Woody Pirtle established Pirtle Design in Dallas, Texas in 1978. Over the next 10 years the firm produced some of the most celebrated graphic design work of the decade. During that period, the firm created identity programs and marketing materials for Baylor University Medical Center, The Dallas Museum of Art, TGI Friday’s, Dallas Opera, Diamond Shamrock Corporation, National Gypsum, Centex Homes, Gerald D. Hines Interests, Simpson Paper Company and NCR, to name a few.
In 1988 Woody merged Pirtle Design with famous design company Pentagram, where he was a partner for 18 years and worked on some
of the firm’s most prestigious projects, for many of its A-list clients.
In 2005 Woody left Pentagram to re-establish Pirtle Design.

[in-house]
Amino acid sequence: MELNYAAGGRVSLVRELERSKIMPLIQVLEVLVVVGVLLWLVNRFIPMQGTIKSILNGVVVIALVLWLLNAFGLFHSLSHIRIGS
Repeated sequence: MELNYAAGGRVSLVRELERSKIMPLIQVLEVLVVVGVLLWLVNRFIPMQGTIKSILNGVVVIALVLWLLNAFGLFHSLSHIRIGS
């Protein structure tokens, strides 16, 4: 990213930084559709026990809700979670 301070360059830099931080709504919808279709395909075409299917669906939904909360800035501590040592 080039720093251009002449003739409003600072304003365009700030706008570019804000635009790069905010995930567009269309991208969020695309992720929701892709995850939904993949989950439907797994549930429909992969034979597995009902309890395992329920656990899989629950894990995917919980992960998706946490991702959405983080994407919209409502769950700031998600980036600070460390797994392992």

Woody’s work has been exhibited worldwide and is in the permanent
collections of the Museum of Modern Art and Cooper-Hewitt Museum in
New York, the Victoria & Albert Museum in London, the Neue Sammlung
Museum in Munich, and the Zurich Poster Museum. He has taught at the
School of Visual Arts, lectured extensively, is a member of the
Alliance Graphique Internationale, and has served on the board of
HOW magazine, Sustainable Hudson Valley, and the American Institute
of Graphic Arts. In October 2003 he was awarded the prestigious AIGA
Medal for his career contribution to the design profession.
In these times when we are flooded with information, Woody Pirtle raises the issue of a designer's responsibility. His philosophy in designing is "the maximum in messages and the minimum in measures." - "Just as when you make wine or whisky, you concentrate on the aspects you want to communicate until you have distilled them to their essense." A crystallization of Partle's philosophy was shown with identity designs that convey original corporate messages, simple logo types and posters.